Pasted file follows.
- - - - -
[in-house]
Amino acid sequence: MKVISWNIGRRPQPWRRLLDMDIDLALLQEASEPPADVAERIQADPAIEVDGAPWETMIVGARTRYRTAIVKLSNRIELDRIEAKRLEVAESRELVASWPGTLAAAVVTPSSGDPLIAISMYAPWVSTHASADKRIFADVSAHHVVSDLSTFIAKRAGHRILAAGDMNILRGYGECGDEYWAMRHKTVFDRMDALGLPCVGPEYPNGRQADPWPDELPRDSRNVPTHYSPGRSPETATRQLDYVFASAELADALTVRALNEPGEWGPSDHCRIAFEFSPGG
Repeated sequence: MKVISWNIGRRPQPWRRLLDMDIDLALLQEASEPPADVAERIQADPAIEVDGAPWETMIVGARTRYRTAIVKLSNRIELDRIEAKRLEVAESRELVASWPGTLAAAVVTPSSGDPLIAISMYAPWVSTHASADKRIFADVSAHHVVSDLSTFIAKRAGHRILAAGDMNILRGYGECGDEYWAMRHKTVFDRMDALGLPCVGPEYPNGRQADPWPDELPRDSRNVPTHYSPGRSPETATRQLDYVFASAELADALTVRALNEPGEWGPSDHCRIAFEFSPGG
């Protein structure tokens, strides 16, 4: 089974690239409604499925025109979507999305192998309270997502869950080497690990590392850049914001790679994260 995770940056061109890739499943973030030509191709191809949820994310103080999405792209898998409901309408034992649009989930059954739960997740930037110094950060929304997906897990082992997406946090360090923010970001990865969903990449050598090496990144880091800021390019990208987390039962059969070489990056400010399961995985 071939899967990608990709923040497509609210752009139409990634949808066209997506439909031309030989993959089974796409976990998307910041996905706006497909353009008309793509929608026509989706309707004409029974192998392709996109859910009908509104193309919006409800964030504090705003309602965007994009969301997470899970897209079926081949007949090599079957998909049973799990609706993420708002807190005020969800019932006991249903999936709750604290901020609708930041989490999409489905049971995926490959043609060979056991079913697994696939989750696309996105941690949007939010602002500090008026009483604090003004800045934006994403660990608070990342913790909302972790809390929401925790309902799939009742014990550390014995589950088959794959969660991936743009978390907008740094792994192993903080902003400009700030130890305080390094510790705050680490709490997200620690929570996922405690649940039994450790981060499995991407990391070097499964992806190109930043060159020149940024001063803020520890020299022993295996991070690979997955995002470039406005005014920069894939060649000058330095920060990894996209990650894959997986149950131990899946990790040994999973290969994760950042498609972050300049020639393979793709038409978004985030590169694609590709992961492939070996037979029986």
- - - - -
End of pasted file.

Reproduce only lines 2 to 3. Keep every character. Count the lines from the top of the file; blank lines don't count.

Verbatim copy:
Amino acid sequence: MKVISWNIGRRPQPWRRLLDMDIDLALLQEASEPPADVAERIQADPAIEVDGAPWETMIVGARTRYRTAIVKLSNRIELDRIEAKRLEVAESRELVASWPGTLAAAVVTPSSGDPLIAISMYAPWVSTHASADKRIFADVSAHHVVSDLSTFIAKRAGHRILAAGDMNILRGYGECGDEYWAMRHKTVFDRMDALGLPCVGPEYPNGRQADPWPDELPRDSRNVPTHYSPGRSPETATRQLDYVFASAELADALTVRALNEPGEWGPSDHCRIAFEFSPGG
Repeated sequence: MKVISWNIGRRPQPWRRLLDMDIDLALLQEASEPPADVAERIQADPAIEVDGAPWETMIVGARTRYRTAIVKLSNRIELDRIEAKRLEVAESRELVASWPGTLAAAVVTPSSGDPLIAISMYAPWVSTHASADKRIFADVSAHHVVSDLSTFIAKRAGHRILAAGDMNILRGYGECGDEYWAMRHKTVFDRMDALGLPCVGPEYPNGRQADPWPDELPRDSRNVPTHYSPGRSPETATRQLDYVFASAELADALTVRALNEPGEWGPSDHCRIAFEFSPGG